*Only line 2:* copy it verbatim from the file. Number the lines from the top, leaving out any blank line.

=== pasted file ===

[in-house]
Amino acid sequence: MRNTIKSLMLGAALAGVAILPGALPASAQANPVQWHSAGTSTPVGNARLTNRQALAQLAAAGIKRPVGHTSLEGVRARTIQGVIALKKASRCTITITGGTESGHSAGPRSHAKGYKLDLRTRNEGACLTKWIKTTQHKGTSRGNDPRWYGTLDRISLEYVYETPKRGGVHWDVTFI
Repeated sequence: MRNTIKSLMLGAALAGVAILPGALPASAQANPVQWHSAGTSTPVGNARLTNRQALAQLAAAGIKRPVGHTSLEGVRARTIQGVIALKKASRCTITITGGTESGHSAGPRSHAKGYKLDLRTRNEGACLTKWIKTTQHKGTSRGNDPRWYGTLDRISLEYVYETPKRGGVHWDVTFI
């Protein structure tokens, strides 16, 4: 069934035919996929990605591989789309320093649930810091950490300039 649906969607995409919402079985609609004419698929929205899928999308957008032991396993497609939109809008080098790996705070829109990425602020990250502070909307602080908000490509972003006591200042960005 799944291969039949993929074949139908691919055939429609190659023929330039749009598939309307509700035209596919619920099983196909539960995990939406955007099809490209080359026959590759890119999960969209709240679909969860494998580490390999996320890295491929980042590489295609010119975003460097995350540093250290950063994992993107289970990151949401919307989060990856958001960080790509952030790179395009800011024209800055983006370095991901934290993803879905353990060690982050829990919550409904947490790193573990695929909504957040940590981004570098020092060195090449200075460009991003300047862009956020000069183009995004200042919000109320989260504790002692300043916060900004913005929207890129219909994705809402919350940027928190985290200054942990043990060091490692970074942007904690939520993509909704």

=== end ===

Amino acid sequence: MRNTIKSLMLGAALAGVAILPGALPASAQANPVQWHSAGTSTPVGNARLTNRQALAQLAAAGIKRPVGHTSLEGVRARTIQGVIALKKASRCTITITGGTESGHSAGPRSHAKGYKLDLRTRNEGACLTKWIKTTQHKGTSRGNDPRWYGTLDRISLEYVYETPKRGGVHWDVTFI